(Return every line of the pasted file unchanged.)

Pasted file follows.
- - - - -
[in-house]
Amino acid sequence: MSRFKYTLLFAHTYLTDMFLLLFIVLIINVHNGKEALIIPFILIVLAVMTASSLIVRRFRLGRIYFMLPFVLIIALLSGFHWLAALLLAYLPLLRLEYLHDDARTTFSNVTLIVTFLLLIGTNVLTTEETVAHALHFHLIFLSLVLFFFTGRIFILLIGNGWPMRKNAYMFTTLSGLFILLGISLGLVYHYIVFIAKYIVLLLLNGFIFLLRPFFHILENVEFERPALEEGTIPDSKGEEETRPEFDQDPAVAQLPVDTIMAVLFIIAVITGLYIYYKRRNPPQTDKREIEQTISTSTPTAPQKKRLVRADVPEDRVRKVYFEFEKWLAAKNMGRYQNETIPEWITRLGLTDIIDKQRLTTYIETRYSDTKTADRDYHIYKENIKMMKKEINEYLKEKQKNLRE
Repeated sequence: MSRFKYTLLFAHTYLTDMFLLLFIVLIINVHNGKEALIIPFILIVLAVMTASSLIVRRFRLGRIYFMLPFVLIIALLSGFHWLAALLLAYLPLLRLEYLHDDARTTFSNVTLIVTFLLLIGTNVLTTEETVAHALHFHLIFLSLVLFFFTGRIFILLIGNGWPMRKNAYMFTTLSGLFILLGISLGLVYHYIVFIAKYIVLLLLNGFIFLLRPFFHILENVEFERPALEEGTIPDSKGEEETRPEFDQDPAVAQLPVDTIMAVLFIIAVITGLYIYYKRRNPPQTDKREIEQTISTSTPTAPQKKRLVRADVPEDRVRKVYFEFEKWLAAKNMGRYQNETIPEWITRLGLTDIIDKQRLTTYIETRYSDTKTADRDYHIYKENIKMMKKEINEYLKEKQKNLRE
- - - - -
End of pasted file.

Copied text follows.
[in-house]
Amino acid sequence: MSRFKYTLLFAHTYLTDMFLLLFIVLIINVHNGKEALIIPFILIVLAVMTASSLIVRRFRLGRIYFMLPFVLIIALLSGFHWLAALLLAYLPLLRLEYLHDDARTTFSNVTLIVTFLLLIGTNVLTTEETVAHALHFHLIFLSLVLFFFTGRIFILLIGNGWPMRKNAYMFTTLSGLFILLGISLGLVYHYIVFIAKYIVLLLLNGFIFLLRPFFHILENVEFERPALEEGTIPDSKGEEETRPEFDQDPAVAQLPVDTIMAVLFIIAVITGLYIYYKRRNPPQTDKREIEQTISTSTPTAPQKKRLVRADVPEDRVRKVYFEFEKWLAAKNMGRYQNETIPEWITRLGLTDIIDKQRLTTYIETRYSDTKTADRDYHIYKENIKMMKKEINEYLKEKQKNLRE
Repeated sequence: MSRFKYTLLFAHTYLTDMFLLLFIVLIINVHNGKEALIIPFILIVLAVMTASSLIVRRFRLGRIYFMLPFVLIIALLSGFHWLAALLLAYLPLLRLEYLHDDARTTFSNVTLIVTFLLLIGTNVLTTEETVAHALHFHLIFLSLVLFFFTGRIFILLIGNGWPMRKNAYMFTTLSGLFILLGISLGLVYHYIVFIAKYIVLLLLNGFIFLLRPFFHILENVEFERPALEEGTIPDSKGEEETRPEFDQDPAVAQLPVDTIMAVLFIIAVITGLYIYYKRRNPPQTDKREIEQTISTSTPTAPQKKRLVRADVPEDRVRKVYFEFEKWLAAKNMGRYQNETIPEWITRLGLTDIIDKQRLTTYIETRYSDTKTADRDYHIYKENIKMMKKEINEYLKEKQKNLRE